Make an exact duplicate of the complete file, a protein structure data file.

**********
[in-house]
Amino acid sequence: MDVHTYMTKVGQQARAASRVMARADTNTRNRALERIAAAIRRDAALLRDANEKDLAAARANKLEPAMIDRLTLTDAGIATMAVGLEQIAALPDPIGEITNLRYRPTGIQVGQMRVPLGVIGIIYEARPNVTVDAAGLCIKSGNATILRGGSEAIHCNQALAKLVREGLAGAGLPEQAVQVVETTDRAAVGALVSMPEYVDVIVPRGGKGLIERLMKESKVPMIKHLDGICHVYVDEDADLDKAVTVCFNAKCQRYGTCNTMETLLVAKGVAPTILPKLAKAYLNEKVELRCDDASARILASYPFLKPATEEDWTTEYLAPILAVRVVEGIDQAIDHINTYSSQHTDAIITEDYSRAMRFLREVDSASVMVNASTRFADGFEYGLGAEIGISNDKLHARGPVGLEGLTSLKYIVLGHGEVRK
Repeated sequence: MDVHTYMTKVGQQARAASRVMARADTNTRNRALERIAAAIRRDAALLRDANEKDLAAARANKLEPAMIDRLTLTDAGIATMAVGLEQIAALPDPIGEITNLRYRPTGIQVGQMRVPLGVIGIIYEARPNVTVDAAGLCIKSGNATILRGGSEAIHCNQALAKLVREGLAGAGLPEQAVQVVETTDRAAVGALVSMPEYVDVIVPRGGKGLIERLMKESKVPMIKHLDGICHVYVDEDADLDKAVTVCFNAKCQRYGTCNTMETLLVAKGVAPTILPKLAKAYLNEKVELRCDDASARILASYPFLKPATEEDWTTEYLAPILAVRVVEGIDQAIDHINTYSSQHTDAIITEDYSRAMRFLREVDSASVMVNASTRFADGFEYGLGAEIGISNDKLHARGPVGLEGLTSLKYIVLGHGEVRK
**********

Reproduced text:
[in-house]
Amino acid sequence: MDVHTYMTKVGQQARAASRVMARADTNTRNRALERIAAAIRRDAALLRDANEKDLAAARANKLEPAMIDRLTLTDAGIATMAVGLEQIAALPDPIGEITNLRYRPTGIQVGQMRVPLGVIGIIYEARPNVTVDAAGLCIKSGNATILRGGSEAIHCNQALAKLVREGLAGAGLPEQAVQVVETTDRAAVGALVSMPEYVDVIVPRGGKGLIERLMKESKVPMIKHLDGICHVYVDEDADLDKAVTVCFNAKCQRYGTCNTMETLLVAKGVAPTILPKLAKAYLNEKVELRCDDASARILASYPFLKPATEEDWTTEYLAPILAVRVVEGIDQAIDHINTYSSQHTDAIITEDYSRAMRFLREVDSASVMVNASTRFADGFEYGLGAEIGISNDKLHARGPVGLEGLTSLKYIVLGHGEVRK
Repeated sequence: MDVHTYMTKVGQQARAASRVMARADTNTRNRALERIAAAIRRDAALLRDANEKDLAAARANKLEPAMIDRLTLTDAGIATMAVGLEQIAALPDPIGEITNLRYRPTGIQVGQMRVPLGVIGIIYEARPNVTVDAAGLCIKSGNATILRGGSEAIHCNQALAKLVREGLAGAGLPEQAVQVVETTDRAAVGALVSMPEYVDVIVPRGGKGLIERLMKESKVPMIKHLDGICHVYVDEDADLDKAVTVCFNAKCQRYGTCNTMETLLVAKGVAPTILPKLAKAYLNEKVELRCDDASARILASYPFLKPATEEDWTTEYLAPILAVRVVEGIDQAIDHINTYSSQHTDAIITEDYSRAMRFLREVDSASVMVNASTRFADGFEYGLGAEIGISNDKLHARGPVGLEGLTSLKYIVLGHGEVRK